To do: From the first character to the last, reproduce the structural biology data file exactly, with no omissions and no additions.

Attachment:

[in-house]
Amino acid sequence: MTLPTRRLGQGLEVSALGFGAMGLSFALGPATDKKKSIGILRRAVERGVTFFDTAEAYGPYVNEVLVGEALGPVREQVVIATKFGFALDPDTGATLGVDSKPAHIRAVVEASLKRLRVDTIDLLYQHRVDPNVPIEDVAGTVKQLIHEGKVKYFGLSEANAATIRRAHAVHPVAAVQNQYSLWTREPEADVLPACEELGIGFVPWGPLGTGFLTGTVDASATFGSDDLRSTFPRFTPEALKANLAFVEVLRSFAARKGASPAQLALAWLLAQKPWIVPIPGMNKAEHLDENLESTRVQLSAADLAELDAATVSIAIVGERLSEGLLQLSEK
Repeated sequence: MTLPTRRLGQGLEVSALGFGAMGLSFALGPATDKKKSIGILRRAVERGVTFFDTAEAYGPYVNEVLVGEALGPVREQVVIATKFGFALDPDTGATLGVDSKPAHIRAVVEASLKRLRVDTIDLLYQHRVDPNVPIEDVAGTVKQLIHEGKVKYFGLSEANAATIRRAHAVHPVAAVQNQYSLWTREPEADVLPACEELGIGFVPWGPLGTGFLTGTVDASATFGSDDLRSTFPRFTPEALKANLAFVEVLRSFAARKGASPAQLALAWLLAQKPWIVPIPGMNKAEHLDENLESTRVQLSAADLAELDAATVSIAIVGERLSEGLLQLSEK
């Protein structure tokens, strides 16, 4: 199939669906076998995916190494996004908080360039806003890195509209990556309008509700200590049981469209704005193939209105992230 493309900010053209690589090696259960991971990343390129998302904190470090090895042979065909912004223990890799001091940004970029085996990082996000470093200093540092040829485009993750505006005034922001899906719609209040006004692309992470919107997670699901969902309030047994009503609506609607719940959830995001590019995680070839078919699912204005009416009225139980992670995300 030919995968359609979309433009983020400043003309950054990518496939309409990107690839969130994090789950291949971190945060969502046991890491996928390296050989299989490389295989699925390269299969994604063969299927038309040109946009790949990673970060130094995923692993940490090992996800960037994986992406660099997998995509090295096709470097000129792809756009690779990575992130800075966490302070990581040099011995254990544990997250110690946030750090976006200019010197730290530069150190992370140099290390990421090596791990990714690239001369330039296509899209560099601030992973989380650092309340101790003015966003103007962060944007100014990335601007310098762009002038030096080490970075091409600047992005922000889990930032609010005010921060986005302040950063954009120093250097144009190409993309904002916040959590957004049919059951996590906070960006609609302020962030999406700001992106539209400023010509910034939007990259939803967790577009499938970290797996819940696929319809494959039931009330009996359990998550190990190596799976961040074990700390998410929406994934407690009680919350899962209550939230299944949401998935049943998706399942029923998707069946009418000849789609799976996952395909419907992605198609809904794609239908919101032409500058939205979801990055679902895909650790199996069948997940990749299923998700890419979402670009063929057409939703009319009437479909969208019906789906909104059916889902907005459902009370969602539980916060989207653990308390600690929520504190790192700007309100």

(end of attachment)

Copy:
[in-house]
Amino acid sequence: MTLPTRRLGQGLEVSALGFGAMGLSFALGPATDKKKSIGILRRAVERGVTFFDTAEAYGPYVNEVLVGEALGPVREQVVIATKFGFALDPDTGATLGVDSKPAHIRAVVEASLKRLRVDTIDLLYQHRVDPNVPIEDVAGTVKQLIHEGKVKYFGLSEANAATIRRAHAVHPVAAVQNQYSLWTREPEADVLPACEELGIGFVPWGPLGTGFLTGTVDASATFGSDDLRSTFPRFTPEALKANLAFVEVLRSFAARKGASPAQLALAWLLAQKPWIVPIPGMNKAEHLDENLESTRVQLSAADLAELDAATVSIAIVGERLSEGLLQLSEK
Repeated sequence: MTLPTRRLGQGLEVSALGFGAMGLSFALGPATDKKKSIGILRRAVERGVTFFDTAEAYGPYVNEVLVGEALGPVREQVVIATKFGFALDPDTGATLGVDSKPAHIRAVVEASLKRLRVDTIDLLYQHRVDPNVPIEDVAGTVKQLIHEGKVKYFGLSEANAATIRRAHAVHPVAAVQNQYSLWTREPEADVLPACEELGIGFVPWGPLGTGFLTGTVDASATFGSDDLRSTFPRFTPEALKANLAFVEVLRSFAARKGASPAQLALAWLLAQKPWIVPIPGMNKAEHLDENLESTRVQLSAADLAELDAATVSIAIVGERLSEGLLQLSEK
């Protein structure tokens, strides 16, 4: 199939669906076998995916190494996004908080360039806003890195509209990556309008509700200590049981469209704005193939209105992230 493309900010053209690589090696259960991971990343390129998302904190470090090895042979065909912004223990890799001091940004970029085996990082996000470093200093540092040829485009993750505006005034922001899906719609209040006004692309992470919107997670699901969902309030047994009503609506609607719940959830995001590019995680070839078919699912204005009416009225139980992670995300 030919995968359609979309433009983020400043003309950054990518496939309409990107690839969130994090789950291949971190945060969502046991890491996928390296050989299989490389295989699925390269299969994604063969299927038309040109946009790949990673970060130094995923692993940490090992996800960037994986992406660099997998995509090295096709470097000129792809756009690779990575992130800075966490302070990581040099011995254990544990997250110690946030750090976006200019010197730290530069150190992370140099290390990421090596791990990714690239001369330039296509899209560099601030992973989380650092309340101790003015966003103007962060944007100014990335601007310098762009002038030096080490970075091409600047992005922000889990930032609010005010921060986005302040950063954009120093250097144009190409993309904002916040959590957004049919059951996590906070960006609609302020962030999406700001992106539209400023010509910034939007990259939803967790577009499938970290797996819940696929319809494959039931009330009996359990998550190990190596799976961040074990700390998410929406994934407690009680919350899962209550939230299944949401998935049943998706399942029923998707069946009418000849789609799976996952395909419907992605198609809904794609239908919101032409500058939205979801990055679902895909650790199996069948997940990749299923998700890419979402670009063929057409939703009319009437479909969208019906789906909104059916889902907005459902009370969602539980916060989207653990308390600690929520504190790192700007309100």